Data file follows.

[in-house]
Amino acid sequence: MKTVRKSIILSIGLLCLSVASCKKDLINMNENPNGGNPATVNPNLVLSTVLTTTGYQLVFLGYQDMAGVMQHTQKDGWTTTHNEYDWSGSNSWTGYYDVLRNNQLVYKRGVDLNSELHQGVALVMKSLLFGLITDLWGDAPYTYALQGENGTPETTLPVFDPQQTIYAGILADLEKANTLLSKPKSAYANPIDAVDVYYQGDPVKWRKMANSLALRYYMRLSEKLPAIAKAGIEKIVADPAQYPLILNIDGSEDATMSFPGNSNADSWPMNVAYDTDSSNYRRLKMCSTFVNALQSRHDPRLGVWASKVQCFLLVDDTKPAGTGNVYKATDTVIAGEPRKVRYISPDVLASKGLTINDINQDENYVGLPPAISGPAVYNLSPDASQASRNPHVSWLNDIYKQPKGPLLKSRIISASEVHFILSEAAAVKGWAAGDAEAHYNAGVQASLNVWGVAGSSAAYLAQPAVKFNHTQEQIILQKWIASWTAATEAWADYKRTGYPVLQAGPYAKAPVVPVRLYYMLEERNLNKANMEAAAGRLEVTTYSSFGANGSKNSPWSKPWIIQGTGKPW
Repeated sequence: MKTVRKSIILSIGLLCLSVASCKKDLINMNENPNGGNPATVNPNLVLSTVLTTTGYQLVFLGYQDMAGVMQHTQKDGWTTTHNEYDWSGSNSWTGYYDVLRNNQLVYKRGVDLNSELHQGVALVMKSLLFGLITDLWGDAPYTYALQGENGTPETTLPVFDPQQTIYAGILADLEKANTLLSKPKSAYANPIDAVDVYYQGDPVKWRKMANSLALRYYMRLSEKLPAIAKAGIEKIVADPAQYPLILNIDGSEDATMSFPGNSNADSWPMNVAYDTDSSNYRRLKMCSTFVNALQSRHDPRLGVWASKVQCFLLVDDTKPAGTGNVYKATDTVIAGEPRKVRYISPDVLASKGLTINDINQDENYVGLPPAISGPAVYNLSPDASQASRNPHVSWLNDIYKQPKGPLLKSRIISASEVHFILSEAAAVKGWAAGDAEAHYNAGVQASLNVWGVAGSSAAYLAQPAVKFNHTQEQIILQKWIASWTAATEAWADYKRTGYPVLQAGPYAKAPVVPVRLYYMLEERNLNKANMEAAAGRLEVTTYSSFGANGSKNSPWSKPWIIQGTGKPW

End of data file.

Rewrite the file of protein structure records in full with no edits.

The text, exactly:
[in-house]
Amino acid sequence: MKTVRKSIILSIGLLCLSVASCKKDLINMNENPNGGNPATVNPNLVLSTVLTTTGYQLVFLGYQDMAGVMQHTQKDGWTTTHNEYDWSGSNSWTGYYDVLRNNQLVYKRGVDLNSELHQGVALVMKSLLFGLITDLWGDAPYTYALQGENGTPETTLPVFDPQQTIYAGILADLEKANTLLSKPKSAYANPIDAVDVYYQGDPVKWRKMANSLALRYYMRLSEKLPAIAKAGIEKIVADPAQYPLILNIDGSEDATMSFPGNSNADSWPMNVAYDTDSSNYRRLKMCSTFVNALQSRHDPRLGVWASKVQCFLLVDDTKPAGTGNVYKATDTVIAGEPRKVRYISPDVLASKGLTINDINQDENYVGLPPAISGPAVYNLSPDASQASRNPHVSWLNDIYKQPKGPLLKSRIISASEVHFILSEAAAVKGWAAGDAEAHYNAGVQASLNVWGVAGSSAAYLAQPAVKFNHTQEQIILQKWIASWTAATEAWADYKRTGYPVLQAGPYAKAPVVPVRLYYMLEERNLNKANMEAAAGRLEVTTYSSFGANGSKNSPWSKPWIIQGTGKPW
Repeated sequence: MKTVRKSIILSIGLLCLSVASCKKDLINMNENPNGGNPATVNPNLVLSTVLTTTGYQLVFLGYQDMAGVMQHTQKDGWTTTHNEYDWSGSNSWTGYYDVLRNNQLVYKRGVDLNSELHQGVALVMKSLLFGLITDLWGDAPYTYALQGENGTPETTLPVFDPQQTIYAGILADLEKANTLLSKPKSAYANPIDAVDVYYQGDPVKWRKMANSLALRYYMRLSEKLPAIAKAGIEKIVADPAQYPLILNIDGSEDATMSFPGNSNADSWPMNVAYDTDSSNYRRLKMCSTFVNALQSRHDPRLGVWASKVQCFLLVDDTKPAGTGNVYKATDTVIAGEPRKVRYISPDVLASKGLTINDINQDENYVGLPPAISGPAVYNLSPDASQASRNPHVSWLNDIYKQPKGPLLKSRIISASEVHFILSEAAAVKGWAAGDAEAHYNAGVQASLNVWGVAGSSAAYLAQPAVKFNHTQEQIILQKWIASWTAATEAWADYKRTGYPVLQAGPYAKAPVVPVRLYYMLEERNLNKANMEAAAGRLEVTTYSSFGANGSKNSPWSKPWIIQGTGKPW